Q&A

Eddie Vedder: Addicted to Rock

Pearl Jam's leader on the difference between surfing and crowd surfing, and the best advice Bob Dylan gave him

AUSTIN SCAGGS

EXPANDED ONLINE VERSION

"There's so much information in the songs and the lyrics that it felt like one more title was almost pretentious," says Pearl Jam's Eddie Vedder. That's just one explanation for why the band's eighth studio album is simply called Pearl Jam. Another would be that it is the group's most democratic effort since its massive 1991 debut, Ten. On songs like the laid-back acoustic beauty "Parachutes" (music written by Stone Gossard), the eight-minute trip "Inside Job" (lyrics by Mike McCready) and the first single, "World Wide Suicide" (which is killing at radio), PJ brought a live feel to the studio, laying down tracks that showcase tasty guitar interplay and a heavy backbeat. "When you collaborate, you still have this urge to stay in the studio after everybody's left and do things the way you want to," says a chilled-out Vedder on a cold, dark day in Seattle. "But you can't do that."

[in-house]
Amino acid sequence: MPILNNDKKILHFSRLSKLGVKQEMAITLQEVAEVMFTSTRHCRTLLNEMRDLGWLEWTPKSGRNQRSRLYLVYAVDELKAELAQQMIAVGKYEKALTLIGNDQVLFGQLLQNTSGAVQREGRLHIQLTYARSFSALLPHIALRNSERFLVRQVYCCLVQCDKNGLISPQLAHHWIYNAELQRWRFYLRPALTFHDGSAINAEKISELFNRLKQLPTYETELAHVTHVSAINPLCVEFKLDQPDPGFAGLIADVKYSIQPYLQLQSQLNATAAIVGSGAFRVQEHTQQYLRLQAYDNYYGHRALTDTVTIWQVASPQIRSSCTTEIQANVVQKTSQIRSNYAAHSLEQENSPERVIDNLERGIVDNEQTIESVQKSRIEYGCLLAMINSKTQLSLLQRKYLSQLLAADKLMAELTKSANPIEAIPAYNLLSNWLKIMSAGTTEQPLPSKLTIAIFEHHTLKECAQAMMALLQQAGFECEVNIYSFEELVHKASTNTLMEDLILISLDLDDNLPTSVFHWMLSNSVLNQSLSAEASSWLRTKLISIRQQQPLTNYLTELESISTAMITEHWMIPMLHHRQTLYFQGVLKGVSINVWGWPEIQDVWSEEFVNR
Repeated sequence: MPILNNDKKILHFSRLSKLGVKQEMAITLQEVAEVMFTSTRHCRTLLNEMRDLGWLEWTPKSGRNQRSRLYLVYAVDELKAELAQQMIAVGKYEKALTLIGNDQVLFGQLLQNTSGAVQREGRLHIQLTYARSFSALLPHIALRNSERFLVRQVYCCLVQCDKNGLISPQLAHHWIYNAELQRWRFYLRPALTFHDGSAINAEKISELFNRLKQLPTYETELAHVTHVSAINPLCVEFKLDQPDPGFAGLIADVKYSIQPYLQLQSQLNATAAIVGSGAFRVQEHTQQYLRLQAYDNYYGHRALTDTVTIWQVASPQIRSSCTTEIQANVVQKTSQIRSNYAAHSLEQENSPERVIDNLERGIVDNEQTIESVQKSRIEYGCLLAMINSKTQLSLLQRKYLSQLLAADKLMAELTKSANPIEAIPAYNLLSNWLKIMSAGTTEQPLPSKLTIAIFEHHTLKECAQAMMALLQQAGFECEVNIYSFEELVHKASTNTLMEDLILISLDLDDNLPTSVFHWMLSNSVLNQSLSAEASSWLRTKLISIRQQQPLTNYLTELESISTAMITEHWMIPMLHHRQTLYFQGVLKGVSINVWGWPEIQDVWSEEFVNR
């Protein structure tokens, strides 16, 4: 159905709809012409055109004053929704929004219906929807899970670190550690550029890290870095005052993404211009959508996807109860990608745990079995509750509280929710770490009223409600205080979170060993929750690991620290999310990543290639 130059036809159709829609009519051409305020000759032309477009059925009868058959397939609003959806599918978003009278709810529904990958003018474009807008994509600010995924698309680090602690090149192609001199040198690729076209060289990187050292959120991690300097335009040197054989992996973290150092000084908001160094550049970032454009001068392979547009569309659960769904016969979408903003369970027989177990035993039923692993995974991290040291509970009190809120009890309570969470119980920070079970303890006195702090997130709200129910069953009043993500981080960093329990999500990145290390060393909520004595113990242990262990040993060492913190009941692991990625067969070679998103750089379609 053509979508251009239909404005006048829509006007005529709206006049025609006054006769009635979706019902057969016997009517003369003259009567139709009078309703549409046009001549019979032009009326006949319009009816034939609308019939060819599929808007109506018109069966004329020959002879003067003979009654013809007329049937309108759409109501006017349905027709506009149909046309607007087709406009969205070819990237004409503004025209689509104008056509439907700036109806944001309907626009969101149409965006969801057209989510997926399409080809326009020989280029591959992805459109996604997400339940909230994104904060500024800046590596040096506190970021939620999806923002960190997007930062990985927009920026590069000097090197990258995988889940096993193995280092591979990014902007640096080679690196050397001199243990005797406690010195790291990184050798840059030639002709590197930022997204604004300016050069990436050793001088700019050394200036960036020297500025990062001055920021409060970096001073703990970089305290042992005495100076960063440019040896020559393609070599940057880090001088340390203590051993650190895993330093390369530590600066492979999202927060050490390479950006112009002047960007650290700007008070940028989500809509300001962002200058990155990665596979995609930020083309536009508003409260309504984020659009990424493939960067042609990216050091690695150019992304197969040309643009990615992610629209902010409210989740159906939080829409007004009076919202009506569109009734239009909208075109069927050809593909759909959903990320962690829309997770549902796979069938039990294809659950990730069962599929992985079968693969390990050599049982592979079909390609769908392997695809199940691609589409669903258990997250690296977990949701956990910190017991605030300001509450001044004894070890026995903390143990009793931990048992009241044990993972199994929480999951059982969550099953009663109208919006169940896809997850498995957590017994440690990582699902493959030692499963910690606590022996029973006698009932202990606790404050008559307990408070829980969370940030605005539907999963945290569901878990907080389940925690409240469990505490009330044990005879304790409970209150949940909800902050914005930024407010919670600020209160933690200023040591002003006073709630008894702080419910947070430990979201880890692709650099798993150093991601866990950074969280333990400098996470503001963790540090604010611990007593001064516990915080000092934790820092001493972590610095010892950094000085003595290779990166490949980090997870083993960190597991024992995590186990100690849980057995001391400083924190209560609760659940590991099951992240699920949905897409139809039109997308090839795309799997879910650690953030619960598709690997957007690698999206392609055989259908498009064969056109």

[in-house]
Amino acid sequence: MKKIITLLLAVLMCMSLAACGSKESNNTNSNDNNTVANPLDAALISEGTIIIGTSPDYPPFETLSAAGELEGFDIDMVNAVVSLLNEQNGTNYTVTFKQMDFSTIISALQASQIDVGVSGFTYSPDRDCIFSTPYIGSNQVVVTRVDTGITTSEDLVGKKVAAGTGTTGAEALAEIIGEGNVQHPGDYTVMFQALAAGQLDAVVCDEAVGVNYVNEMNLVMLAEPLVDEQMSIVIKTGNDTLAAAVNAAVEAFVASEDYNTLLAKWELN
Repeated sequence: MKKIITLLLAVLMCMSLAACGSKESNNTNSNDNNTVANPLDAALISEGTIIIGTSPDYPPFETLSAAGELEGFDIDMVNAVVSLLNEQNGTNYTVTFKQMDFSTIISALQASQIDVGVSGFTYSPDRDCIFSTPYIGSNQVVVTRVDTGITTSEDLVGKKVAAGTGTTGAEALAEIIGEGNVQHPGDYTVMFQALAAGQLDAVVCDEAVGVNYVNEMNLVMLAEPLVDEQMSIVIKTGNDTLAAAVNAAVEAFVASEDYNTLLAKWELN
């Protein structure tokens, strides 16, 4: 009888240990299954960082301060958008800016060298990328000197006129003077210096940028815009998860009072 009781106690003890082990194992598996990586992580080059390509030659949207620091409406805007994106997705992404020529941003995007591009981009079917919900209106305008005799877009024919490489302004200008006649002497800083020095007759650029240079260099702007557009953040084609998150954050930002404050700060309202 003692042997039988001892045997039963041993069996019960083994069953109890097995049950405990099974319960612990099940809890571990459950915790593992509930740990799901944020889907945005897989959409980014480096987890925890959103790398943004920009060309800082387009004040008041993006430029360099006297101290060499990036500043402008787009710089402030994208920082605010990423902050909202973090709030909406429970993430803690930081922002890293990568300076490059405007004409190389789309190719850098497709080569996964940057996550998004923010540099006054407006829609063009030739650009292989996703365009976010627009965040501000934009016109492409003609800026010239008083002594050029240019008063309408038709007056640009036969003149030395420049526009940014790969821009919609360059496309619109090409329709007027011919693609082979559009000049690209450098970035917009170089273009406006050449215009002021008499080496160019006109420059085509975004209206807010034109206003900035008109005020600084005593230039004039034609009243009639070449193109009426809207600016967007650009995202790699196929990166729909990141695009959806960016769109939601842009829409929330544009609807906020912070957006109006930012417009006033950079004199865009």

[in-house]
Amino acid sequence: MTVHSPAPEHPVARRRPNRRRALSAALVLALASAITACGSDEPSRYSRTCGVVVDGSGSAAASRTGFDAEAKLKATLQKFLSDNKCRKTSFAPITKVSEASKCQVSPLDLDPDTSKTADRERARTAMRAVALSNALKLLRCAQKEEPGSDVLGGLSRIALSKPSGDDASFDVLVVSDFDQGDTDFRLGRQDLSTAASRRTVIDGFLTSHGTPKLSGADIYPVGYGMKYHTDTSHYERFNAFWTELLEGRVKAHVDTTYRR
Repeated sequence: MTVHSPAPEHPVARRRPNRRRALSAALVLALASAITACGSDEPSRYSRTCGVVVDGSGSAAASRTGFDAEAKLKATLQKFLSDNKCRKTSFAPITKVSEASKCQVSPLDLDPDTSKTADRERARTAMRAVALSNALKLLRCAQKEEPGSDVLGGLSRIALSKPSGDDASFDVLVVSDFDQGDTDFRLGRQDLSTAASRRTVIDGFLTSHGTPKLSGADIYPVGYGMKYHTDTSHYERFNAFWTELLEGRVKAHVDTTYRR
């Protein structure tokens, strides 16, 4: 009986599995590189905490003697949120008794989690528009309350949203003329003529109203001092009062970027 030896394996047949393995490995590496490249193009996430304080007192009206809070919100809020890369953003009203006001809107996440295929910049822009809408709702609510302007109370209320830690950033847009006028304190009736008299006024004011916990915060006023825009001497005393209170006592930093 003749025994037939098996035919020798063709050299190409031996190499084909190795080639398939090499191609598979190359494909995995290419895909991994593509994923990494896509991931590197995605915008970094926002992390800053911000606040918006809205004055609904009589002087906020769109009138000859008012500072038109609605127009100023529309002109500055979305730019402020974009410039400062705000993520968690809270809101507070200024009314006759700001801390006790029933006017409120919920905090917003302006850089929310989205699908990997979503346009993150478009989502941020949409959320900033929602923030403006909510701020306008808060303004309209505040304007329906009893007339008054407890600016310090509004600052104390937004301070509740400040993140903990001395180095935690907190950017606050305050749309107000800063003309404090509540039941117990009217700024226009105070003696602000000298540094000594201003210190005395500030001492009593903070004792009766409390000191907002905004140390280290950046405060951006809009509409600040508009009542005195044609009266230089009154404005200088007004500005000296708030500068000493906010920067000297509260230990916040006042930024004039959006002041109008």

What was your first musical memory as a kid?

There was a group home of sorts in Chicago, and they had a turntable in the basement. Because it was kids without parents there was a large range of ages, and some of the older kids had more mature tastes. So I was listening to Jackson 5; they were listening to James Brown and Sly Stone. I remember everything on the Motown label seemed to be great. Little basement, that's what I remember. I can still smell it, too.

What did it smell like?

Like a basement in Chicago. Dank. One of those basements that never gets dry. And maybe some Afro-Sheen that some of the kids -- a kid called Maurice -- had in his hair. I think it was called the Lake Home for Boys. It was just on the wrong side of the tracks. The tracks were right there, we were just on the wrong side.

Speaking of smells and stuff like that, what does Pearl Jam taste like?